Which medications cause weight gain?
Unfortunately, a great many of them.
Dr. Lawrence Cheskin at Johns Hopkins explains what all too many people have come to realize on their own…both being ON certain medications, as well as getting OFF of them, can cause weight gain (the latter not too dissimilar from the effect seen by people who have smoked for some time; drugs are drugs to the body, and they may not always differentiate between which are safer when it comes to the mechanisms of weight gain).
We have seen a boom in the pharmaceutical industry since the late 1990’s, in part because of how advertising standards were rapidly changing at the time. Many of the prescription medications seen advertised on TV these days would never have been seen prior to the mid-90’s. It was not only unheard of, but even many practitioners themselves considered such advertising to be inappropriate…and rightly so.
Regardless of this, the advertising has created a huge number of new prescriptions over these years. And as we all know, there has been no shortage of people getting heavier and heavier, with stats and projections not only confirming this as fact, but predicting that a full HALF of the western world will be medically defined as OBESE…by 2020.
There HAS to be causes for this.
And there are at least several that can be pointed to readily that certainly add to this problem.
One of them is unquestionably prescription drugs, the most notorious of which would be antidepressants. Possibly the most common side effect reported on antidepressants is that of weight gain. To compound things, people who gain weight after initially taking an antidepressant, will tend to gain more weight over time as they continue to use the medication according to studies at the Mayo Clinic.
But the weight gain is absolutely not limited to antidepressants. Dr. Cheskin and many other researchers have found that corticosteroids, tricyclics (anxiety/antidepressant medication), beta-blockers, antihypertensive calcium channel blockers (can cause water retention), and of course antibioics (which most of you know I cover extensively and am very much against under almost all circumstances except pending death), can all cause weight and/or fat gain depending on the individual and their use. As can diabetes meds, migraine/epilepsy drugs, and acid reflux drugs.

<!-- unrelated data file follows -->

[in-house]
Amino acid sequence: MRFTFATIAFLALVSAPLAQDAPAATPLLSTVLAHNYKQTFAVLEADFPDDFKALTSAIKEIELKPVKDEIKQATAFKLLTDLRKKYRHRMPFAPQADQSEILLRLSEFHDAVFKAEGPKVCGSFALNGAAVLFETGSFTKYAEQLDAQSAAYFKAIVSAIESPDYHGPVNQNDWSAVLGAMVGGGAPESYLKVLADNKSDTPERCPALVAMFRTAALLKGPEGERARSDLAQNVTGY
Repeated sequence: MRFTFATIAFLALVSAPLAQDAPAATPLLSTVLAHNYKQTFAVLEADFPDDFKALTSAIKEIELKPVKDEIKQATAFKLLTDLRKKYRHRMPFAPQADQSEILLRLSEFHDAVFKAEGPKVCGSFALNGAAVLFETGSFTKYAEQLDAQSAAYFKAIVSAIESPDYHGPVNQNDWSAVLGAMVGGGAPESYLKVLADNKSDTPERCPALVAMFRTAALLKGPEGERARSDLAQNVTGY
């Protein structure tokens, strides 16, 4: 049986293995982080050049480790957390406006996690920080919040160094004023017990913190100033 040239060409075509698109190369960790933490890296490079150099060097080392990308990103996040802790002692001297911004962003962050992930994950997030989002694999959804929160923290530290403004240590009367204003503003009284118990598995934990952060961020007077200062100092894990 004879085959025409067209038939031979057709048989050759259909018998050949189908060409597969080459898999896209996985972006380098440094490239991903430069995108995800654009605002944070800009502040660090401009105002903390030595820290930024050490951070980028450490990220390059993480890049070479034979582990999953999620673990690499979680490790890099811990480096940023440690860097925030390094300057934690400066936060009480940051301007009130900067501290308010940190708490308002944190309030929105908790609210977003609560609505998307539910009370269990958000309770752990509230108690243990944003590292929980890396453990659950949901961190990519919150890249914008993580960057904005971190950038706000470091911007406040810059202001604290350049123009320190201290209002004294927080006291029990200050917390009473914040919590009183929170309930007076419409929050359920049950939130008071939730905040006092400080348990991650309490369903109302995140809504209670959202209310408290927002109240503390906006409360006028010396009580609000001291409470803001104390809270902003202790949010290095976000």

In short, you never know how ANY drug is going to affect other areas of your body outside of their intended targets.
The tricky part is that as with many other areas I cover, such as the mercury-amalgam fillings for our teeth issue, it is difficult to pinpoint that the drug is the exact cause/effect of the symptom of weight gain. Sometimes it is almost immediate, with perhaps a huge appetite increase immediately following the first dose, and in other cases, the effects may not be seen for some time, be it weeks to months or longer, as the body adjusts to the new foreign substance and makes gradual metabolic changes along the way.
The fact is that this side effect is reported often enough that it needs to be one of the several factors that everyone who uses a prescription drug takes into consideration as they are attempting to reach their weight loss goals.
Idea being, if the person is completely oblivious to these facts, they could be doing all the right things, put their best effort forth…but be achieving only sub-par results. Awareness leads to decisions leads to implementation leads to results.
Please note that I am in no way encouraging anyone to stop any medications they are taking. This is something you need to talk about with your doctor, and ultimately, of course, make your own decision about regarding the best path for you. I am simply pointing out, and of course without any judgement (I was on antidepressants at two points in my life for a very short time…I had a horrible reaction to them) that being on a drug that causes weight gain due to factors that may not be completely understood yet, *could* make the efforts to lose that weight that much more difficult to contend with. It is the unknown factors causing the weight gain that could create a large barrier to weight loss.
But by the same token, do not lose hope. People can and do lose weight while using medications with a sound plan. It may simply be easier for some than others, depending on how the specific drug they are taking affects their physiology.
The point is, be CONSCIOUS of what meds you are on whenever you are trying to lose weight. Too many people remain oblivious to this complication, not realizing there could be a direct relationship between their meds and weight gain, and struggle for years before they realize what could be the underlying core cause of their weight gain to begin with!
I personally no longer use any medications. I have used them in the past, perhaps about a dozen or so over the course of my lifetime, and personally found them to be very dangerous and disadvantageous to use for my circumstances. Some people may have a greater tolerance for them than I do, and may require them for symptom treatment if they choose not to alter their lifestyles towards a more healthy way of living, for example. I personally believe most conditions can be remedied via diet, only because that has been my personal experience…others may find that they need, or prefer, to take medications to manage theirs.